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The Lord says, “When you look back in the sand and see only one set of footprints, it means those were the times that I carried you.”

For a long time, I assumed this was the same with my father. When I looked back in the sands of my growth and saw only one set of footprints, I assumed he was carrying me, but as I got older, I realized that this was a lie we tell to comfort ourselves.

I had lied to myself.

My father hadn’t carried me for many years. At some point I had become too big to fit into his arms, and instead of getting stronger to support me, he abandoned me.

Look at it in this way. A father is essentially a cocoon. They are expected to protect you, nurture you, and cradle you, until one day you are ready to blossom into a butterfly, free to fly with your own wings.

On Saturday, September 26th, that was supposed to be the day where my father would allow me to spread my wings. It was supposed to be the day where my father would walk me down the aisle. Yet, somewhere along the lines he had broken the cocoon early and although I still managed to grow wings, he wasn’t there to lead me down the runway of the aisle, where I would take flight into a new sky.

What do you do, if you walk alone?

This is an issue that plagues some brides today and no matter how strong of a woman I am; I was no exception to this.

Coming from a family of seven, ever since I remember, my mum has been the one to struggle to raise all of us. This is something you learn to accept and not mind so much. It only becomes an issue at critical junctions on the turnpike of life, like parents’ evening, the occasional father’s day, or when your fiancé wants to ask permission for your hand in marriage, and then ultimately when you take the steps down the aisle into your new life.

I tried not to let this affect my life and started to even believe this was the norm, so much so, that till this day me and my father still speak. I have no hate or malice towards him. I can’t. I don’t allow myself to, simply because I want to move on so I chose forgiveness. It is not easy, but it is possible.

Yet, when faced with one of the hardest decisions I ever had to make, I found myself looking back at the footprints in the sand, and wondering if I could shrug off those moments in life when I had crawled across the shoreline on my hands and knees, hoping my father would be my lifeboat. I couldn’t.

I had to decide whom I would I let walk me down the aisle for my wedding. Deep, deep, deep down I wanted my mother, it was only right because she’s a huge part of my being. But deep, deep down (above the former layer) I believed I wanted my father. I mean, which young girl hadn’t dreamed of this fairy tale ending, where a father would walk her down the aisle?

The night before my wedding, after all these years of managing to keep myself steady, I was finally broken, that was when the tide came in and the waves came crashing down on me. The tide comes in many forms; sometimes it is that of a text from a lover telling you it’s over or sometimes it’s a chance meeting with the an old friend, who tells you their parents have passed away.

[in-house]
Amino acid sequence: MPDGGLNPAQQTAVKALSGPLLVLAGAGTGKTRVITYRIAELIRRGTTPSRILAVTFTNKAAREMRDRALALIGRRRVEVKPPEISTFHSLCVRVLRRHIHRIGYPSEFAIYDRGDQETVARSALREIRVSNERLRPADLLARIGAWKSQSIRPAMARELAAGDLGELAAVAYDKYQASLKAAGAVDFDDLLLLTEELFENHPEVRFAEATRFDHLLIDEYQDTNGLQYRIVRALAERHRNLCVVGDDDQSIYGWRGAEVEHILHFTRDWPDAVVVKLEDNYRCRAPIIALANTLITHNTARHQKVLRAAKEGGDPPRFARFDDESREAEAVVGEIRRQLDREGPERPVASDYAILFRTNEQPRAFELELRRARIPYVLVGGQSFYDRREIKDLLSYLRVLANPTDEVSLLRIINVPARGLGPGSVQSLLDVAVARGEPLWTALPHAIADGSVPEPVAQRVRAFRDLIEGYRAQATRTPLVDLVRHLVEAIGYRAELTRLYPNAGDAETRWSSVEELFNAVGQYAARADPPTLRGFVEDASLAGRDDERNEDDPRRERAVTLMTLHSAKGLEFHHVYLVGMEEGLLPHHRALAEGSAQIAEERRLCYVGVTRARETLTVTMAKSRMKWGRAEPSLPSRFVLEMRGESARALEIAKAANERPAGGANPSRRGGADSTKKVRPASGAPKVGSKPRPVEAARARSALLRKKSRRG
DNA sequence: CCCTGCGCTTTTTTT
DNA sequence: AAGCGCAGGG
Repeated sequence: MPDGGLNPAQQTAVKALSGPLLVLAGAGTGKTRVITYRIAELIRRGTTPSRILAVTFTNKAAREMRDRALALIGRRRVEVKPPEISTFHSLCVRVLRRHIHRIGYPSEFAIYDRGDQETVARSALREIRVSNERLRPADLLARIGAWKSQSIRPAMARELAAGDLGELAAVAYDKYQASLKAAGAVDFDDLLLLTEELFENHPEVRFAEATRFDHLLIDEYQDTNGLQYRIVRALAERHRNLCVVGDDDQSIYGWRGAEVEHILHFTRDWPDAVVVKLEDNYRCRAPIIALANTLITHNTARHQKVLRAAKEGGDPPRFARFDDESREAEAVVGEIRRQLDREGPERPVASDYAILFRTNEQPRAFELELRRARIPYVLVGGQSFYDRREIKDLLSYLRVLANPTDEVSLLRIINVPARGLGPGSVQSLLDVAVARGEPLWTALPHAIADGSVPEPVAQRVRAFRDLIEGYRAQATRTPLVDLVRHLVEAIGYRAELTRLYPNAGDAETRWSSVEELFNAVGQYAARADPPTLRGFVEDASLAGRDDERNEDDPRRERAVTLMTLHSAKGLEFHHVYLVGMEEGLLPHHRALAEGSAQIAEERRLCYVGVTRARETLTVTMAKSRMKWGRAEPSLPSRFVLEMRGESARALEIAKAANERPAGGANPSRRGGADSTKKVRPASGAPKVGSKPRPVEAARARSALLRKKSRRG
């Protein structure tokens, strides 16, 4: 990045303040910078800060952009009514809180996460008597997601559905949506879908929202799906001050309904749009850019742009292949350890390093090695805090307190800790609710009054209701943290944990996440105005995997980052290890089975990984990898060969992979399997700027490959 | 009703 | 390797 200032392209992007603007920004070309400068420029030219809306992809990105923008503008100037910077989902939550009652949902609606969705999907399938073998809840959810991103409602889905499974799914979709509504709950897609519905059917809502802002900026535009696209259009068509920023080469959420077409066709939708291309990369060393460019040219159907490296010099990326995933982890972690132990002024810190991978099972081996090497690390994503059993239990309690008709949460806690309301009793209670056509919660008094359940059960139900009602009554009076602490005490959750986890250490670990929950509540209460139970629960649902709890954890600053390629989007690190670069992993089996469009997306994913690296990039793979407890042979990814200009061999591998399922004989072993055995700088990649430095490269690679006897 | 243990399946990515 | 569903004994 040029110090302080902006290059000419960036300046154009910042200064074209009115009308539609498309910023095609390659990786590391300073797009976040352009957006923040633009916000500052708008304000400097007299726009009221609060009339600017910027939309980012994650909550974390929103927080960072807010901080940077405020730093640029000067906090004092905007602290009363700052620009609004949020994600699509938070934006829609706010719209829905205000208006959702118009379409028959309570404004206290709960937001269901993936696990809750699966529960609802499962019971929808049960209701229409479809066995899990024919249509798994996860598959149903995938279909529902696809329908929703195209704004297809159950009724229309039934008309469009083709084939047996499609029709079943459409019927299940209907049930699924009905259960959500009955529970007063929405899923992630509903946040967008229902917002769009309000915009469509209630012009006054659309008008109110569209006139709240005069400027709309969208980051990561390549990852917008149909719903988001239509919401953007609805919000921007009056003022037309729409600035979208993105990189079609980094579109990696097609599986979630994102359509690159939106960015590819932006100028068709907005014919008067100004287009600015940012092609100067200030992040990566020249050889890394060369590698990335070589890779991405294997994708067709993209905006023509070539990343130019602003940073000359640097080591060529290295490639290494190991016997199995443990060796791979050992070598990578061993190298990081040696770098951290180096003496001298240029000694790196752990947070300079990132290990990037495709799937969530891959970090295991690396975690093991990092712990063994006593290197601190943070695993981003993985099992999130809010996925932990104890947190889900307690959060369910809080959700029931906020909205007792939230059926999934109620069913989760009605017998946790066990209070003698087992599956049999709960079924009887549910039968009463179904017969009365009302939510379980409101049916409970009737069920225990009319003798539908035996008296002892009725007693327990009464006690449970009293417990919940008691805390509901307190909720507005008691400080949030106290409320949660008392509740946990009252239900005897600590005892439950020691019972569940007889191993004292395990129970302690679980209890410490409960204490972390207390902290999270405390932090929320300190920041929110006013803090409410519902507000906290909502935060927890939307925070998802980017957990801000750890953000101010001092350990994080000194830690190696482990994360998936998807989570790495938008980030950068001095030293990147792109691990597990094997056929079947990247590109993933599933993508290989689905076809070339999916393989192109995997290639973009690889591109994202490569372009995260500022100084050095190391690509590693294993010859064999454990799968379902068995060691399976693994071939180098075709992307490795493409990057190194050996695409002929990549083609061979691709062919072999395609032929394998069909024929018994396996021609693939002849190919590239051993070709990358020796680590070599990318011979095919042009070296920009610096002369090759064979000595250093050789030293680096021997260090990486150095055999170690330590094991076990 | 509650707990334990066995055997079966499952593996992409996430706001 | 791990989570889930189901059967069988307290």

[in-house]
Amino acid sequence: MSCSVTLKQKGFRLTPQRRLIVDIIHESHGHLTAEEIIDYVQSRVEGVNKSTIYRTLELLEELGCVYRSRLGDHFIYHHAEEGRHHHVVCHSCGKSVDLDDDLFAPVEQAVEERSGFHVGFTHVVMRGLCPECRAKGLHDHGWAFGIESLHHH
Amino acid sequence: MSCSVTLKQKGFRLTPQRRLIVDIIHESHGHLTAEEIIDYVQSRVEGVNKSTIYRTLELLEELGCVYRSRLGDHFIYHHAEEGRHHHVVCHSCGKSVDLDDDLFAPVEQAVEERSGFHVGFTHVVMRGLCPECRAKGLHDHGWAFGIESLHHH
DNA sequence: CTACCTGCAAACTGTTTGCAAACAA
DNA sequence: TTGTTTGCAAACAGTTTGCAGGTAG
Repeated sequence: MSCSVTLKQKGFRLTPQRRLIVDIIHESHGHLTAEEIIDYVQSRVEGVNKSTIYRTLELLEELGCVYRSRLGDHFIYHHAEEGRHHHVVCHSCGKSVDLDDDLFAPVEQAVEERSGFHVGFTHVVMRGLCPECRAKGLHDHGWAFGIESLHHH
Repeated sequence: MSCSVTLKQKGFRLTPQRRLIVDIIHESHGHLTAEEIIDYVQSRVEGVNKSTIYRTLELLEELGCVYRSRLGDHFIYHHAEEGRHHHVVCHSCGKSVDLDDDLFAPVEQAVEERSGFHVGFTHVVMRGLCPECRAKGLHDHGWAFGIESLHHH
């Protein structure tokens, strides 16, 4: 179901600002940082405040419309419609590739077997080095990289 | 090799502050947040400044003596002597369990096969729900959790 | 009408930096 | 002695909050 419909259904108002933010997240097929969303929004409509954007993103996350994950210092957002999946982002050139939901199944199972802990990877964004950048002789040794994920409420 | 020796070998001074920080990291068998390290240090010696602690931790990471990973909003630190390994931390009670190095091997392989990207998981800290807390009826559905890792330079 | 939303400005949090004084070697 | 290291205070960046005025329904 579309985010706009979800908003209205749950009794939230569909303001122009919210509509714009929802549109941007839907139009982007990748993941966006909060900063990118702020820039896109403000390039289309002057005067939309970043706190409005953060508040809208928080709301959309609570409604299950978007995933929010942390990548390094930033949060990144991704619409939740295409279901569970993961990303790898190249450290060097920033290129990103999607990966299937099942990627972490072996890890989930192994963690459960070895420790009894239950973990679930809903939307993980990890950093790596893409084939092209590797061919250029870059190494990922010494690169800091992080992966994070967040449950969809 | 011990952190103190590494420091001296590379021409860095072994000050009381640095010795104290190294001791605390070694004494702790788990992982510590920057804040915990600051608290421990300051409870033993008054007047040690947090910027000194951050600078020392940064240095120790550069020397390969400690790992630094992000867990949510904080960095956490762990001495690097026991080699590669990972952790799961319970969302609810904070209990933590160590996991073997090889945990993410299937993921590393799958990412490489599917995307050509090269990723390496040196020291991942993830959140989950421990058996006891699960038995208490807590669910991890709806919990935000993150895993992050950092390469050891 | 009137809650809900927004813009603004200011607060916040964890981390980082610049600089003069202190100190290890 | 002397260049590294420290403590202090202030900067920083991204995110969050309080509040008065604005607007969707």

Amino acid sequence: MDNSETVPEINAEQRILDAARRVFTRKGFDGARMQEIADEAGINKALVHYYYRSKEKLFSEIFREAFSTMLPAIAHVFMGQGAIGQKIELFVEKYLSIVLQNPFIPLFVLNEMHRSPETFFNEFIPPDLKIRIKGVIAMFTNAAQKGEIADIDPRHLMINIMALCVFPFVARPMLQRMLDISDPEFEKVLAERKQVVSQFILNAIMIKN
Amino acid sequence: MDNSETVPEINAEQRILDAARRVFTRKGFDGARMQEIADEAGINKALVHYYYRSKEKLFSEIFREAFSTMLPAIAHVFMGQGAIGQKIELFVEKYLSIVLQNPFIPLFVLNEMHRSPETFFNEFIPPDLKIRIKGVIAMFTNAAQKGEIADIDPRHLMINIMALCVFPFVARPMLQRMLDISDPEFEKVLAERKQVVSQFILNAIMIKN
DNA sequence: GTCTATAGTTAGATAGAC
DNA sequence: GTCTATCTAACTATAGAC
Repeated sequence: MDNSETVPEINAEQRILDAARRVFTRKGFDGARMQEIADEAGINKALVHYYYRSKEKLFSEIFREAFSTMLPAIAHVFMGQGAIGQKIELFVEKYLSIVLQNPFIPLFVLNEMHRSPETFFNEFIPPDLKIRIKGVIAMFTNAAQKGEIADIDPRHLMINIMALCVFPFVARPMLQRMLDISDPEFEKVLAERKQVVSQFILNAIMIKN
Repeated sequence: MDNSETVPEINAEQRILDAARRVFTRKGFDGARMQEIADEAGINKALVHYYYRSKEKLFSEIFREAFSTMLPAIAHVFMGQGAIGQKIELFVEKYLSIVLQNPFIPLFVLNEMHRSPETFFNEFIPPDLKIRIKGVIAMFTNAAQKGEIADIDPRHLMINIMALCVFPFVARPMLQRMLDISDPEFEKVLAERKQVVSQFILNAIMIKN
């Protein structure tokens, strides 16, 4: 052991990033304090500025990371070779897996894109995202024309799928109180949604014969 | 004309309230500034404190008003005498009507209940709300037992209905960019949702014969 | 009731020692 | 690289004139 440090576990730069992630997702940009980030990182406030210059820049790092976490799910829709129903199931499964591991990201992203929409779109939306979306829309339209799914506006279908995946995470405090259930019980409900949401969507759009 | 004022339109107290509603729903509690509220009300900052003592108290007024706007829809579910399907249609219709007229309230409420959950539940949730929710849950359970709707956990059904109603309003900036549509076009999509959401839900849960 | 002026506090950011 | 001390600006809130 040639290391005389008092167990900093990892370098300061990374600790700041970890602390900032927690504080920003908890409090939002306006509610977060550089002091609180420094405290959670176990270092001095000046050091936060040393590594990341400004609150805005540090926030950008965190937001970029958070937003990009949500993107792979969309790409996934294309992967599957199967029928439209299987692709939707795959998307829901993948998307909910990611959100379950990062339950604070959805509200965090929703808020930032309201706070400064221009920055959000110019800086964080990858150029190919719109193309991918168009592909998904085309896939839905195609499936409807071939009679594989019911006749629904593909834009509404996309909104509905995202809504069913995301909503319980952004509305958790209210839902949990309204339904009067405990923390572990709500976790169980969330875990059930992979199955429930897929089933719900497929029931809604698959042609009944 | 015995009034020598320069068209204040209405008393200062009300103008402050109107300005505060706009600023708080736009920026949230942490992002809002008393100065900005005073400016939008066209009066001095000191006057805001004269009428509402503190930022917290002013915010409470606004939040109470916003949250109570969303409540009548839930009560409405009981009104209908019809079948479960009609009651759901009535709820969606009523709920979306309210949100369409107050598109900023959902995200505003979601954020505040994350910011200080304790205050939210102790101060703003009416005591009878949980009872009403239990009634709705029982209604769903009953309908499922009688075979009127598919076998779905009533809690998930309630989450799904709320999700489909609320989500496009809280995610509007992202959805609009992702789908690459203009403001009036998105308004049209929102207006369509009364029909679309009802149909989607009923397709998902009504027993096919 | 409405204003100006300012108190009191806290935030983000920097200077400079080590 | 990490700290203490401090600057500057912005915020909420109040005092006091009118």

My tide came in the form of a phone call.

The last name I expected to appear on my phone screen the night before my wedding was ‘Dad’. Little did I know, that this phone call would send me toppling into the ocean. My father called me to say he wouldn’t be attending the wedding.


When he said that, I didn’t think it was supposed to hurt as much as it did. Why would it, I had managed so many of these years without him. But it did. Inside I was crying. I am only human. I am still Daddy’s little girl; I am still his “little Princess”.

In hindsight however, I think, no, I know it was for the best.

Your wedding day is supposed to one of the happiest moments in your life. For me it was. It’s a day I will never forget. We invited the people whom we wanted to be there and we did things our way, which in today’s society is extremely difficult.

It wouldn’t have been right for my father to walk me down the aisle no matter what society dictates as the norm. My mother took care of me and has contributed words of wisdom to the woman I have become.

I would have rather walked down the aisle by myself than let my father who has no idea how I survived, walk me.

Men cannot have the privilege without the responsibility. @asklychee (Click to Tweet!)

From research it is clear that the men of old took care of their family so they deserved it, hence the tradition. But my opinion is that if women are stepping up to the plate nowadays and doing a man’s job of taking care of the family they should definitely see it as their right to give their daughters away.

The privilege belongs to the one who has been responsible for your upkeep; it is as simple as that.

Linda Ayoola achieved almost everything that was supposed to make her happy. Everything that they taught us to go after. And yet with all that stuff, she wasn’t satisfied with her life. She wasn’t happy. So, Linda left her highly paid corporate job to discover herself and give importance to the things that actually mattered to her. She is now on a journey to happiness, which she encourages all to embark on this journey with her. You can find her on Twitter, IG & FB.